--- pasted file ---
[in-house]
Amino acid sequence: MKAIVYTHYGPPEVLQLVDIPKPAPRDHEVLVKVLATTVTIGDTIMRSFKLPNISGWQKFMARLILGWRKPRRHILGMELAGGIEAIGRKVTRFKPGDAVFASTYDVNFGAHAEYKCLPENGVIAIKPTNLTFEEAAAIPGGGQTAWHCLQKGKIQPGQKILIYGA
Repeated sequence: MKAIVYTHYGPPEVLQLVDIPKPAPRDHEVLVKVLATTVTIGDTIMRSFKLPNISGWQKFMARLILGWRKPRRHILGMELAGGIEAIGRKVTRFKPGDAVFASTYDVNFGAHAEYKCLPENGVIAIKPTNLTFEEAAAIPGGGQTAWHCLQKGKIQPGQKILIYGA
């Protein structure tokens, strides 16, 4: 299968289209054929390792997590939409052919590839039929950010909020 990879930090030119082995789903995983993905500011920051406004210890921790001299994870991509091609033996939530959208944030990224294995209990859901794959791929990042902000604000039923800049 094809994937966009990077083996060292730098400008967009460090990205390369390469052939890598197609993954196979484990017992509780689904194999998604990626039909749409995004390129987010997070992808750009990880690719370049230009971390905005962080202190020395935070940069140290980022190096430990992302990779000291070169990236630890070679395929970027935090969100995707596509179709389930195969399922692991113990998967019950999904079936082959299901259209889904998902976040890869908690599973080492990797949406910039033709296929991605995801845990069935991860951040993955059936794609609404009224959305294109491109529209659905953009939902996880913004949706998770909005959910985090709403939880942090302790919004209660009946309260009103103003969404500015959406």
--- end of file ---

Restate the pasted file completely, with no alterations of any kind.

[in-house]
Amino acid sequence: MKAIVYTHYGPPEVLQLVDIPKPAPRDHEVLVKVLATTVTIGDTIMRSFKLPNISGWQKFMARLILGWRKPRRHILGMELAGGIEAIGRKVTRFKPGDAVFASTYDVNFGAHAEYKCLPENGVIAIKPTNLTFEEAAAIPGGGQTAWHCLQKGKIQPGQKILIYGA
Repeated sequence: MKAIVYTHYGPPEVLQLVDIPKPAPRDHEVLVKVLATTVTIGDTIMRSFKLPNISGWQKFMARLILGWRKPRRHILGMELAGGIEAIGRKVTRFKPGDAVFASTYDVNFGAHAEYKCLPENGVIAIKPTNLTFEEAAAIPGGGQTAWHCLQKGKIQPGQKILIYGA
């Protein structure tokens, strides 16, 4: 299968289209054929390792997590939409052919590839039929950010909020 990879930090030119082995789903995983993905500011920051406004210890921790001299994870991509091609033996939530959208944030990224294995209990859901794959791929990042902000604000039923800049 094809994937966009990077083996060292730098400008967009460090990205390369390469052939890598197609993954196979484990017992509780689904194999998604990626039909749409995004390129987010997070992808750009990880690719370049230009971390905005962080202190020395935070940069140290980022190096430990992302990779000291070169990236630890070679395929970027935090969100995707596509179709389930195969399922692991113990998967019950999904079936082959299901259209889904998902976040890869908690599973080492990797949406910039033709296929991605995801845990069935991860951040993955059936794609609404009224959305294109491109529209659905953009939902996880913004949706998770909005959910985090709403939880942090302790919004209660009946309260009103103003969404500015959406």